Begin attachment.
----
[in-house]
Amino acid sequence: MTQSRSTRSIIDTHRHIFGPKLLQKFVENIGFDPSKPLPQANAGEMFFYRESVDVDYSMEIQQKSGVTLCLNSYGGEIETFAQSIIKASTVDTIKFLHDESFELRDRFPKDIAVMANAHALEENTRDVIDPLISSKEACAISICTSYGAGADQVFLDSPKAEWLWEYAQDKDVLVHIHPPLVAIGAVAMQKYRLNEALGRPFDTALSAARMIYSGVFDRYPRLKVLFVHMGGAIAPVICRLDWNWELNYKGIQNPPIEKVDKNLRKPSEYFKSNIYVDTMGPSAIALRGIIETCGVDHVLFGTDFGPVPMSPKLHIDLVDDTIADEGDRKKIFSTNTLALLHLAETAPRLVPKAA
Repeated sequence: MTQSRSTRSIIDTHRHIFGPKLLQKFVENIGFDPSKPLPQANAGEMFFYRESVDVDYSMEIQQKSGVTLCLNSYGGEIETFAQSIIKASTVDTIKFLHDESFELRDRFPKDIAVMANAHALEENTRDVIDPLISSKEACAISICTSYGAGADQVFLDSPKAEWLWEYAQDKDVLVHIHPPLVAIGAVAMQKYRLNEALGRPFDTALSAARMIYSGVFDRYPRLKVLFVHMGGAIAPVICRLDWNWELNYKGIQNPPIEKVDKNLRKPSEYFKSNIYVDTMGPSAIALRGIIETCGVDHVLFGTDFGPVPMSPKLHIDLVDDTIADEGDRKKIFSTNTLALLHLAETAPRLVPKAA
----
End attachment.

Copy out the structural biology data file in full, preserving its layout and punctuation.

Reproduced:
[in-house]
Amino acid sequence: MTQSRSTRSIIDTHRHIFGPKLLQKFVENIGFDPSKPLPQANAGEMFFYRESVDVDYSMEIQQKSGVTLCLNSYGGEIETFAQSIIKASTVDTIKFLHDESFELRDRFPKDIAVMANAHALEENTRDVIDPLISSKEACAISICTSYGAGADQVFLDSPKAEWLWEYAQDKDVLVHIHPPLVAIGAVAMQKYRLNEALGRPFDTALSAARMIYSGVFDRYPRLKVLFVHMGGAIAPVICRLDWNWELNYKGIQNPPIEKVDKNLRKPSEYFKSNIYVDTMGPSAIALRGIIETCGVDHVLFGTDFGPVPMSPKLHIDLVDDTIADEGDRKKIFSTNTLALLHLAETAPRLVPKAA
Repeated sequence: MTQSRSTRSIIDTHRHIFGPKLLQKFVENIGFDPSKPLPQANAGEMFFYRESVDVDYSMEIQQKSGVTLCLNSYGGEIETFAQSIIKASTVDTIKFLHDESFELRDRFPKDIAVMANAHALEENTRDVIDPLISSKEACAISICTSYGAGADQVFLDSPKAEWLWEYAQDKDVLVHIHPPLVAIGAVAMQKYRLNEALGRPFDTALSAARMIYSGVFDRYPRLKVLFVHMGGAIAPVICRLDWNWELNYKGIQNPPIEKVDKNLRKPSEYFKSNIYVDTMGPSAIALRGIIETCGVDHVLFGTDFGPVPMSPKLHIDLVDDTIADEGDRKKIFSTNTLALLHLAETAPRLVPKAA